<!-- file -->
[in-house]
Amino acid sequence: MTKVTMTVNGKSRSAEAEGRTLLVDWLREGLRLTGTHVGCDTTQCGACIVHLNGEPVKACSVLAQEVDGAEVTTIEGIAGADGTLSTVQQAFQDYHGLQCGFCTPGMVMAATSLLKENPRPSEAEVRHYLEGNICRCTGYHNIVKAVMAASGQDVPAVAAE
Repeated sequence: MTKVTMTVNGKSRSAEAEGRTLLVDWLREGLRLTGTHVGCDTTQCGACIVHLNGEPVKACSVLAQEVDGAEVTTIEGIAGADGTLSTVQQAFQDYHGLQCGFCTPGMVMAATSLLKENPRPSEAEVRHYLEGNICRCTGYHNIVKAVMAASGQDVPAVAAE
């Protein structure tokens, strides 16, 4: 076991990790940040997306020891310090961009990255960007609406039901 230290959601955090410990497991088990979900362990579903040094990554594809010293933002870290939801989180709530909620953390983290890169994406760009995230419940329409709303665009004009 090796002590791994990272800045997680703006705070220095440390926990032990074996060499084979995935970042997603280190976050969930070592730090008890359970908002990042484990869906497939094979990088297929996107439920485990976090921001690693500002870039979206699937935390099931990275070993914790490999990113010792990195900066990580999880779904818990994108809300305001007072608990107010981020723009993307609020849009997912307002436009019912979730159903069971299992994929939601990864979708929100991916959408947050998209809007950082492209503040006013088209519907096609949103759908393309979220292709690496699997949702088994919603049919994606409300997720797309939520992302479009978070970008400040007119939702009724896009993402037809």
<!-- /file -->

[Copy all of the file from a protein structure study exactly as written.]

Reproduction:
[in-house]
Amino acid sequence: MTKVTMTVNGKSRSAEAEGRTLLVDWLREGLRLTGTHVGCDTTQCGACIVHLNGEPVKACSVLAQEVDGAEVTTIEGIAGADGTLSTVQQAFQDYHGLQCGFCTPGMVMAATSLLKENPRPSEAEVRHYLEGNICRCTGYHNIVKAVMAASGQDVPAVAAE
Repeated sequence: MTKVTMTVNGKSRSAEAEGRTLLVDWLREGLRLTGTHVGCDTTQCGACIVHLNGEPVKACSVLAQEVDGAEVTTIEGIAGADGTLSTVQQAFQDYHGLQCGFCTPGMVMAATSLLKENPRPSEAEVRHYLEGNICRCTGYHNIVKAVMAASGQDVPAVAAE
């Protein structure tokens, strides 16, 4: 076991990790940040997306020891310090961009990255960007609406039901 230290959601955090410990497991088990979900362990579903040094990554594809010293933002870290939801989180709530909620953390983290890169994406760009995230419940329409709303665009004009 090796002590791994990272800045997680703006705070220095440390926990032990074996060499084979995935970042997603280190976050969930070592730090008890359970908002990042484990869906497939094979990088297929996107439920485990976090921001690693500002870039979206699937935390099931990275070993914790490999990113010792990195900066990580999880779904818990994108809300305001007072608990107010981020723009993307609020849009997912307002436009019912979730159903069971299992994929939601990864979708929100991916959408947050998209809007950082492209503040006013088209519907096609949103759908393309979220292709690496699997949702088994919603049919994606409300997720797309939520992302479009978070970008400040007119939702009724896009993402037809």